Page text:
Thursday 29 September 2016

Tax breaks to reel in producers

Published 26/05/2015 | 02:30

Cinema executives, including Philip Lee, who produced Batman movie 'The Dark Knight', recently visited Limerick, scouting a number of locations
Cinema executives, including Philip Lee, who produced Batman movie 'The Dark Knight', recently visited Limerick, scouting a number of locations

In the last Budget, Finance Minister Michael Noonan revamped the tax incentives for film production, hoping to restore Ireland's attractiveness as a location for the industry.

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While some major series and movies are made here, the country had lost out on other projects. Among them, the hugely successful 'Game of Thrones', which is made in Northern Ireland. It had offered incentives that managed to ensure its future as the base for the show.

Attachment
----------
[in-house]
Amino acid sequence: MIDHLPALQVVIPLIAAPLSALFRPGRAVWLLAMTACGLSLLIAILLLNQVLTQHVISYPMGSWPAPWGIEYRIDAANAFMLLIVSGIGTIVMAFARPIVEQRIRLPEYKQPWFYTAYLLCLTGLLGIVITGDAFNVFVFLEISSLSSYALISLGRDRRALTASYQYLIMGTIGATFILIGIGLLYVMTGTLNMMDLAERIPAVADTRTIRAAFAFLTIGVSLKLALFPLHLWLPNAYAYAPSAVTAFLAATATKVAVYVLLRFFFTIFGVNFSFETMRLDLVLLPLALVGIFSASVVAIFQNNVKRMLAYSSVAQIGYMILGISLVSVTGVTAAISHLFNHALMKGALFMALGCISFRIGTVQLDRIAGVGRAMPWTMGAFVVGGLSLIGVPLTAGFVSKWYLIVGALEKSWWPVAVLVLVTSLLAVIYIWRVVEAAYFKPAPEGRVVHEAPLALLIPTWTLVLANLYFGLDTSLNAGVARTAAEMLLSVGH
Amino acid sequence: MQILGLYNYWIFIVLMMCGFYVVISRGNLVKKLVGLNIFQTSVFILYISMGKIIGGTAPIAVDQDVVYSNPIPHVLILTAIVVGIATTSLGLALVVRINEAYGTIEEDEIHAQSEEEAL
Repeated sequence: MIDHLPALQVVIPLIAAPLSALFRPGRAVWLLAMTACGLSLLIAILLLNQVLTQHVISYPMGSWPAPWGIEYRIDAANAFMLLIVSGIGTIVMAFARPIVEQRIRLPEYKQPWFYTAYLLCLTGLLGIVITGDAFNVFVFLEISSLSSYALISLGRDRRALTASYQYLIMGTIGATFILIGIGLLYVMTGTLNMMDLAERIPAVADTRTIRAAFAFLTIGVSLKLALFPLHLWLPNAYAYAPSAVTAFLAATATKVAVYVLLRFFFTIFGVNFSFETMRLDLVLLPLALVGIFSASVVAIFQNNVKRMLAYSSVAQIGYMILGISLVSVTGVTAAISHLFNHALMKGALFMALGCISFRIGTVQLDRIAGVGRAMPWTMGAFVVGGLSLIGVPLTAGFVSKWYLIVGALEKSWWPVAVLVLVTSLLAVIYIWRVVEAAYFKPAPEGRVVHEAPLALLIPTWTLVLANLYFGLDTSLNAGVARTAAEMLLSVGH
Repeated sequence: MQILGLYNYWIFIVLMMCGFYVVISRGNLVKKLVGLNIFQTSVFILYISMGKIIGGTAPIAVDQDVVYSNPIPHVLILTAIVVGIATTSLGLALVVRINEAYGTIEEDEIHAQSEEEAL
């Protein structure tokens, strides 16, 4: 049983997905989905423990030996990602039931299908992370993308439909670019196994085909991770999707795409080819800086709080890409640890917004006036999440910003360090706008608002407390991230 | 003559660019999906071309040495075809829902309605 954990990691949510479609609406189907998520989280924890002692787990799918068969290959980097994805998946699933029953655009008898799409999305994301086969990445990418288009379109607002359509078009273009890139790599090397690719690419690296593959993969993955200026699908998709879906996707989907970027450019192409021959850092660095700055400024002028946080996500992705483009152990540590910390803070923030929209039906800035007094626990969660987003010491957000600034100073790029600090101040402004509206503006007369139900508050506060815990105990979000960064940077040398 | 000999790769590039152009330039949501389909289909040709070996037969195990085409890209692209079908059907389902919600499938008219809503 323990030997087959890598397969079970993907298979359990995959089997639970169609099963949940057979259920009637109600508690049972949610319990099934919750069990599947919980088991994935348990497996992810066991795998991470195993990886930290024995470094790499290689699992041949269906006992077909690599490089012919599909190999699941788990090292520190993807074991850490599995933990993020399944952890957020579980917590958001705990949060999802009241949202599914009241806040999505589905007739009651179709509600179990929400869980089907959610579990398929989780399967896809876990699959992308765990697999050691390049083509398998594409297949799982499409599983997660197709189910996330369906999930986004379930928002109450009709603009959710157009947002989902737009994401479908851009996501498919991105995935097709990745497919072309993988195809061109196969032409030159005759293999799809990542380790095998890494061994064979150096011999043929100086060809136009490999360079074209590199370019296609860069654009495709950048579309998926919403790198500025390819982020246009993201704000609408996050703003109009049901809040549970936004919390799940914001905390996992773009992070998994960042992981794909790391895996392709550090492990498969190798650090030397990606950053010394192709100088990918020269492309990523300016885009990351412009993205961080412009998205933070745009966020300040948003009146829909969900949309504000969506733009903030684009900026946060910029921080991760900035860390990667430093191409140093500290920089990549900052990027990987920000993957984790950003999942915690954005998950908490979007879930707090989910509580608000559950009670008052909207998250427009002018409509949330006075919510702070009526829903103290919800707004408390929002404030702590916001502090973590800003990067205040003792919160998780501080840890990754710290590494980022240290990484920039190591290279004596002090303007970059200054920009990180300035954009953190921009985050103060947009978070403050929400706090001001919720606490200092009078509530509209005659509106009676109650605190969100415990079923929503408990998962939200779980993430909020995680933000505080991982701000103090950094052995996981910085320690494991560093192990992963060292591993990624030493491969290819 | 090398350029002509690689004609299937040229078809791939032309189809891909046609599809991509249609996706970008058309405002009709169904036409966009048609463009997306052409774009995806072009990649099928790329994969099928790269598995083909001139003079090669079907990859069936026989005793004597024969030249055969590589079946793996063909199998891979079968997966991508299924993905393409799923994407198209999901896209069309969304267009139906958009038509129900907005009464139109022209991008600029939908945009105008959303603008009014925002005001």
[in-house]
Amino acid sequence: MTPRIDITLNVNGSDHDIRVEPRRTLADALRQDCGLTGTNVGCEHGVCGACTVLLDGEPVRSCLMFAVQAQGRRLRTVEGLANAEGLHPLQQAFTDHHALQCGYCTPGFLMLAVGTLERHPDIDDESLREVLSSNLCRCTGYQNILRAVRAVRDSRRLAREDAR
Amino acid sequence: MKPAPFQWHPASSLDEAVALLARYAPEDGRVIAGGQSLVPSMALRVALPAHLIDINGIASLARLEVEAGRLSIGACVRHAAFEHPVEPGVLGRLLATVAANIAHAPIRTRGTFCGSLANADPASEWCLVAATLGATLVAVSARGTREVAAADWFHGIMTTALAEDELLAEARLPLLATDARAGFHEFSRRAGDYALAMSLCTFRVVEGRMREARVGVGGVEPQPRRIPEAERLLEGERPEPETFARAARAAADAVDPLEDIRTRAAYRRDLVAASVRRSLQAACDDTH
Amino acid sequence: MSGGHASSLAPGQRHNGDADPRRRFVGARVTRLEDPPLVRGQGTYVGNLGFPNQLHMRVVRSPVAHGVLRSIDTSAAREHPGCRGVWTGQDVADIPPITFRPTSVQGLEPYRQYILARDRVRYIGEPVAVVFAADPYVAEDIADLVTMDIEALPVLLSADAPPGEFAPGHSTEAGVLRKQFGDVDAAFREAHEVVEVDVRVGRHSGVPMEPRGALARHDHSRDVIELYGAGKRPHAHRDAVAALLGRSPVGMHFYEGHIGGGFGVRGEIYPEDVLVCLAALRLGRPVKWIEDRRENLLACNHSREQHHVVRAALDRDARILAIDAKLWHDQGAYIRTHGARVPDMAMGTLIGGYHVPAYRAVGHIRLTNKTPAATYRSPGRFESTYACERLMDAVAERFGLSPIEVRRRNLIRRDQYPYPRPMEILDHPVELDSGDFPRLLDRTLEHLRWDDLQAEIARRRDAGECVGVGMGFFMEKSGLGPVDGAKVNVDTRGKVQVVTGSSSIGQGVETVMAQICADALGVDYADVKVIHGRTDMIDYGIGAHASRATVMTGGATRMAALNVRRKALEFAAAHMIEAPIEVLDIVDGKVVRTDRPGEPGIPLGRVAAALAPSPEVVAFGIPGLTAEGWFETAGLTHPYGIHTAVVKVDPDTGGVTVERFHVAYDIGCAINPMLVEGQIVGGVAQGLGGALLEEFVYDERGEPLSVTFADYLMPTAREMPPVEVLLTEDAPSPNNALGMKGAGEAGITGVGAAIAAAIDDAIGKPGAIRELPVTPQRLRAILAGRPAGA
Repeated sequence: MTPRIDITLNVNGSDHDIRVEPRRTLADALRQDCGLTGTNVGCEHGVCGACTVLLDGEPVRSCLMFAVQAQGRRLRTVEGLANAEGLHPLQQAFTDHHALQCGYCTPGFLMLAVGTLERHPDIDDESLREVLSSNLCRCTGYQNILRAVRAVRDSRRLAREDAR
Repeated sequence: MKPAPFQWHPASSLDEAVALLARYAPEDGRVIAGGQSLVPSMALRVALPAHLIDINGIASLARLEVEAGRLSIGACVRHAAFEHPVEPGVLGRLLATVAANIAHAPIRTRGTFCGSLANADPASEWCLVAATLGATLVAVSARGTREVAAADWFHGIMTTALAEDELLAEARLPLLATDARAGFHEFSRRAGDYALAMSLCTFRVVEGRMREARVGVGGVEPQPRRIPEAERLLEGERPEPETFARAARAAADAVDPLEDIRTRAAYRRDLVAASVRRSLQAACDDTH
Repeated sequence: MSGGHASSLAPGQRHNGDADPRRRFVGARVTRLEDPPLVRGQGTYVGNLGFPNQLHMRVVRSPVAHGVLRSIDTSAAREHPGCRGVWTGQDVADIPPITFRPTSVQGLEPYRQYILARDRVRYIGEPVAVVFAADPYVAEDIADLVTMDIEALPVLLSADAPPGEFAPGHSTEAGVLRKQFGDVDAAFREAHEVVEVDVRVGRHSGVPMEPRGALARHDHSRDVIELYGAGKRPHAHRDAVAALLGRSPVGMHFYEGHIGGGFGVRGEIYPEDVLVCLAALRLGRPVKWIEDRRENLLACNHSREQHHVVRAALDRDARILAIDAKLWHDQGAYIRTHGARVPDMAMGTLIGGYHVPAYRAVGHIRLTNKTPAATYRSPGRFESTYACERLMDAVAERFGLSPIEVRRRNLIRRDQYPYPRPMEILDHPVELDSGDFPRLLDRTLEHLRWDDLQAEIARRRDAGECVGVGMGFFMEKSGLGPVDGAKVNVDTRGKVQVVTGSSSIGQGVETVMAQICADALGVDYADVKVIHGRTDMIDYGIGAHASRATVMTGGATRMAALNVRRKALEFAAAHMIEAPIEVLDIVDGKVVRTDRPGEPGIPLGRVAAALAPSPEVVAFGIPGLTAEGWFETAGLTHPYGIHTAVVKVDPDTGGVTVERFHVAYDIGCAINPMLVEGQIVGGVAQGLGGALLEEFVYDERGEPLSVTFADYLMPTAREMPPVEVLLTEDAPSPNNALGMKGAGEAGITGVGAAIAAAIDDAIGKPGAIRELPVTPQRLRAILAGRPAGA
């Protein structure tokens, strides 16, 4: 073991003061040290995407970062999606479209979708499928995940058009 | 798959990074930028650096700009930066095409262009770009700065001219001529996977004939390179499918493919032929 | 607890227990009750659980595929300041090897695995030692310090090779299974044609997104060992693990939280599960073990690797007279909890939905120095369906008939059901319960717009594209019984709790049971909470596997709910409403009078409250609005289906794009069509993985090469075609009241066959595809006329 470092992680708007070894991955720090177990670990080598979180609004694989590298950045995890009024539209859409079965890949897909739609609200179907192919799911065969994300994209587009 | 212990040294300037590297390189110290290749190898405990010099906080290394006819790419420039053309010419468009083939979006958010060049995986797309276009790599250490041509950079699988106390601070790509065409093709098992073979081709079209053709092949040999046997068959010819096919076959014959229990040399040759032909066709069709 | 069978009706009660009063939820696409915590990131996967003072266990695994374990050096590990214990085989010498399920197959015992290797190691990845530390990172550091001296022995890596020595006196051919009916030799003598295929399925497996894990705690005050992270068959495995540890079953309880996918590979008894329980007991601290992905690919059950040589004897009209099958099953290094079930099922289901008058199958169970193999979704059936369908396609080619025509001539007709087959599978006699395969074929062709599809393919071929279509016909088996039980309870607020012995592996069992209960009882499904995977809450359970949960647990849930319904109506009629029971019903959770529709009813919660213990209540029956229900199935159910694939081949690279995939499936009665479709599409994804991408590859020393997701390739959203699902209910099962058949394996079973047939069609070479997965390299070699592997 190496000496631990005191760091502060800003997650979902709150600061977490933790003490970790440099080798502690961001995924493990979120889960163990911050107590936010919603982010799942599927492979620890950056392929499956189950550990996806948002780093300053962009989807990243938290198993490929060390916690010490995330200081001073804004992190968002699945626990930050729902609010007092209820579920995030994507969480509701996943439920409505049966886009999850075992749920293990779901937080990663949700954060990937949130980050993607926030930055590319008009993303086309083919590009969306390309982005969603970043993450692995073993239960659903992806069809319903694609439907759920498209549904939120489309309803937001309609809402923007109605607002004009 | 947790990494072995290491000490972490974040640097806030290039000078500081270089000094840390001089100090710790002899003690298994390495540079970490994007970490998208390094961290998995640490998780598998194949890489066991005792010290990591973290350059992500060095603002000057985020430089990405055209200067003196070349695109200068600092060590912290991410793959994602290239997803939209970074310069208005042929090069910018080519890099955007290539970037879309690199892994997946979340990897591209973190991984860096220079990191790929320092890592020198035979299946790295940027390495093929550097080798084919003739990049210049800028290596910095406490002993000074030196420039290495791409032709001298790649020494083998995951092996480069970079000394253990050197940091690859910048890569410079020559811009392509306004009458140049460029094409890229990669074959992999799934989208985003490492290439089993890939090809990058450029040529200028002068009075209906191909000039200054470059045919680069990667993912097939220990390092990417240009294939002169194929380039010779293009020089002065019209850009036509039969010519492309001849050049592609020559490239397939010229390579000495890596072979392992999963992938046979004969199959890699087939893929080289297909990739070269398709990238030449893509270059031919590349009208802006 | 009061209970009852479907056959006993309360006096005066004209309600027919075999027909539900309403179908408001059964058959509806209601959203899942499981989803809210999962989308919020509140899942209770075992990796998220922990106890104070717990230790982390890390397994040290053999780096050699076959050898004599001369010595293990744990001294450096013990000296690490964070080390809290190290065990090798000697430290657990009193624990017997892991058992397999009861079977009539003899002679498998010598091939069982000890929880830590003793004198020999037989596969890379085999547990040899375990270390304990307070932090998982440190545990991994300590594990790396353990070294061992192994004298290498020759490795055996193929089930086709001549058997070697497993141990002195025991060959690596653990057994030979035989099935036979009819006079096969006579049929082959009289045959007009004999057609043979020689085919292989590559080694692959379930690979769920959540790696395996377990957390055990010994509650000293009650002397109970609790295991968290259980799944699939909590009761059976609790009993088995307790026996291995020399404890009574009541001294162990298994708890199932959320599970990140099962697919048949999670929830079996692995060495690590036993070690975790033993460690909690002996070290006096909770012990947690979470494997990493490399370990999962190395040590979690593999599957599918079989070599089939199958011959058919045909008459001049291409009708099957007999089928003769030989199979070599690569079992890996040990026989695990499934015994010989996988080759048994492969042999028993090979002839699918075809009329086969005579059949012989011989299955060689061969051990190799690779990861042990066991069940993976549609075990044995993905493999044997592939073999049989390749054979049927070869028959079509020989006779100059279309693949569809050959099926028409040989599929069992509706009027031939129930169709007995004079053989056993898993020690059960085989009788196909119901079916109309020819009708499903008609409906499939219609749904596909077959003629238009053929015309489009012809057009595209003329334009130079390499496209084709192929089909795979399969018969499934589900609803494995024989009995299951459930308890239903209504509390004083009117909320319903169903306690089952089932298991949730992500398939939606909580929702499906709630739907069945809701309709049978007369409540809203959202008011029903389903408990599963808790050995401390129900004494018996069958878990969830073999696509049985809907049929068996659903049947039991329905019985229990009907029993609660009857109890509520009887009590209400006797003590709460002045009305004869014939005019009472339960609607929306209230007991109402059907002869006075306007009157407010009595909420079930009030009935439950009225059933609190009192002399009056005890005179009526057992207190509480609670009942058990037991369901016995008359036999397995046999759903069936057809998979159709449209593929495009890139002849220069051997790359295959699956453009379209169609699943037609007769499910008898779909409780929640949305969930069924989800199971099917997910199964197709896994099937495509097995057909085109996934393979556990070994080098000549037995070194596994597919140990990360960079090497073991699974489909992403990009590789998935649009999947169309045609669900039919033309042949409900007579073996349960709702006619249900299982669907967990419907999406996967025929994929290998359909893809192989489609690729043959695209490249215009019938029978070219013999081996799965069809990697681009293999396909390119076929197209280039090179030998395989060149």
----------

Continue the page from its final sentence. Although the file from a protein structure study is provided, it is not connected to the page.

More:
Section 481 of the Taxes Consolidation Act provides for corporation tax relief for investment in films by companies. But the new Film Regulations measures provide more provisions to boost our ability to lure investment. Relief is now available at a rate of 32pc at the lowest of either the eligible expenditure incurred in Ireland; 80pc of the total cost of the production of the film; or €50m. Also, the tax credit is now based on the cost of all cast and crew working in Ireland, regardless of nationality.

Minister Noonan even indicated that the €50m cap could be raised in the next Budget. The measures also hope to provide a boost to those entering the industry. For every €355,000 of corporation tax credit claimed, a minimum of two trainees must be employed on a project, up to a maximum of eight.

Whether a production can avail of the tax credit rests on meeting three of eight criteria. They include:

l That the film must be an "effective stimulus to film- making in Ireland" and enhances the development and enhancement of creativity and the national culture

l That the screenplay is set mainly in Ireland or the European Economic Area.

l Or that the film is derived from an adaptation of an original literary work.

"As the new scheme beds down… I will be monitoring how it works and how it can be improved," Mr Noonan said last year.

JOHN MULLIGAN

Irish Independent

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